Monday, June 25, 2012

Drawing A Doll

Today we begin drawing a doll!

Materials List:
Pencil, light to medium darkness
Eraser, rubber kneaded eraser recommended
Pen, archival art pen recommended
Optional: ruler

The first step in created a paper doll is drawing the doll template.  I prefer to work with paper and pencil to start with, and then decide what method to use for creating the actual doll (tracing or digital, etc).  Gather your materials together and use what you're comfortable with.  I like to work on sketchbook paper with either a mechanical pencil or a lightweight art pencil, such as an HB.  A kneaded eraser is essential, and I like to ink my final drawing with an archival art pen.  If I'm drawing a base on the doll, a ruler comes in handy.

Drawing the doll

Step 1:

Start with a light sketch.  If you're planning on scanning your doll and printing it, or photocopying it, etc, work a little bit larger than your intended finished size.  A larger original makes for a cleaner, easier to edit copy. Use head height to measure out the figure.  The standard for drawing an adult is about 7 heads.  I wanted this doll to be more in the pre-teen range, so I settled on 6 heads.  Ultimately, it's up to each individual's style.

After laying out the height, lightly draw a stick figure to represent the shoulder line, waist line, arms and legs.  Add crossing lines to the head for the center (where the nose will go) and the eyes.
For this doll, I also roughly sketched a doll base, in case I decide to add it later.

Step 2:

At this point, use light lines and basic shapes to define the form.  Long ovals block out the arms, and hands. Rectangles for the torso, legs, and feet.

Step 3:

Start connecting those rough shapes.  Lightly outline the body forms.  Start sketching in the face as well.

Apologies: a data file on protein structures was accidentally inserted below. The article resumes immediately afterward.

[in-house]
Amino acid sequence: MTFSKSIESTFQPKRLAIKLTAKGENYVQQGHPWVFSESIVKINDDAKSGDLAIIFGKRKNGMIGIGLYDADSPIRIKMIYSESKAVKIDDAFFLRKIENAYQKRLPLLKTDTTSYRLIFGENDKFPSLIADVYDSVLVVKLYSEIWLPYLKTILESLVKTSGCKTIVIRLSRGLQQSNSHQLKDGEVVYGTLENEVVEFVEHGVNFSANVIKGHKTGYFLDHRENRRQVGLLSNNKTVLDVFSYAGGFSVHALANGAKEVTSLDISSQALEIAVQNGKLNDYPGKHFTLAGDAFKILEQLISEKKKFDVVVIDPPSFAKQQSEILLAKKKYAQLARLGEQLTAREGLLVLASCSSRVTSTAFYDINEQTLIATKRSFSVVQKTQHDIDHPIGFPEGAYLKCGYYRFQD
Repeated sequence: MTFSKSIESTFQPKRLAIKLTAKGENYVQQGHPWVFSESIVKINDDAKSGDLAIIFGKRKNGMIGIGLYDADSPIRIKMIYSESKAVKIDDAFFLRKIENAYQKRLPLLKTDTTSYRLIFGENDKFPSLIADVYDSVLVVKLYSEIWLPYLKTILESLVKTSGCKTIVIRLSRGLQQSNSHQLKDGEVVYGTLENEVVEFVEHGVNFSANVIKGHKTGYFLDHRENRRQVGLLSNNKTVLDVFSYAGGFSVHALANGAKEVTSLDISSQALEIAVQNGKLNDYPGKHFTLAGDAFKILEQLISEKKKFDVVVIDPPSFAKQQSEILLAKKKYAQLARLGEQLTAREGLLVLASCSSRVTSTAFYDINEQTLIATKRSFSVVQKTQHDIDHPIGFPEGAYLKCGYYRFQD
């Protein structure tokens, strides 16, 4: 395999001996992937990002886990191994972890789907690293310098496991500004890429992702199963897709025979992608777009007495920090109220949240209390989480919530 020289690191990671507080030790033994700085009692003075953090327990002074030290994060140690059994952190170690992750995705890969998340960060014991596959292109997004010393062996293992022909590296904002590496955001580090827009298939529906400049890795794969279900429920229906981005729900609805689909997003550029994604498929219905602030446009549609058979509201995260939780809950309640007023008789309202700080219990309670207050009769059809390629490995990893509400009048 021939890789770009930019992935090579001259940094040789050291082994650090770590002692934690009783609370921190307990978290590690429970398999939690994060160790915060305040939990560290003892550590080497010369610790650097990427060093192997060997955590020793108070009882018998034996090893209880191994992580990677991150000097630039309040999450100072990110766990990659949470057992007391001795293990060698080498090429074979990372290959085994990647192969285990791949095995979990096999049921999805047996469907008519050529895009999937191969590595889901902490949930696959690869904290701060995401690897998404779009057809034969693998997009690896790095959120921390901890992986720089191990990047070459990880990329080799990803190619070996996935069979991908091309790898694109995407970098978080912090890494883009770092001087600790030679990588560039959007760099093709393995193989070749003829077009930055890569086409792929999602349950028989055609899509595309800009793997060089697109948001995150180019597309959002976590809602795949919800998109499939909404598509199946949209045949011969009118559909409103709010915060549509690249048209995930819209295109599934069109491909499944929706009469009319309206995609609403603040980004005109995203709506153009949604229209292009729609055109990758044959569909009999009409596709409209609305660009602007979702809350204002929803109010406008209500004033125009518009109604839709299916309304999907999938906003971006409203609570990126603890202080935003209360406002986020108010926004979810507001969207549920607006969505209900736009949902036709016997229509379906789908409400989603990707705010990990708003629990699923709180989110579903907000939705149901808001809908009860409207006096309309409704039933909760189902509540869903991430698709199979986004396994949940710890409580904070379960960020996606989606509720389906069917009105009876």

Step 4:

Finalize the figure.  Draw in the hair, the rest of the face, and any other details, such as clothing and shoes.

Step 5:

If using a base, add that in at this stage.

Final image:

Outline your image in ink once it's completed.  This will help make it easier to trace or scan, depending on the method used later.

In the next lesson we'll talk about creating clothing templates using two tracing methods, the low-tech lightbox method and the even lower-tech window method.


  1. welcome to the paper doll blogosphere!

    i admire your adherence to proper under-structure in your doll construction. if i wasn't so lazy i'd follow the rules more.

    looking forward to more posts!

    : D

  2. Boots your dolls are beautiful! I would love to know more about your technique.... As for mine, it's art class habits really. And thanks for checking out the blog :)

  3. Interesting. I've never taken any classes, so I use reference photos or look at my own limbs to find out what looks natural. Very cool to see how you create your own artwork.

  4. Thank you so much for sharing! My daughter is obsessed with paper dolls and she is thrilled to come across your blog! you have inspired her. We are sitting together and going through all of your posts! Wonderful!

    1. Thanks for the kind words! I started making paper dolls when I was a kid & loved it. I try to make as many of these lessons kid-friendly as possible and I hope they've been fun. If there's anything specific she'd like to know about, I'd be happy to write up a lesson. I'd also love to see her dolls!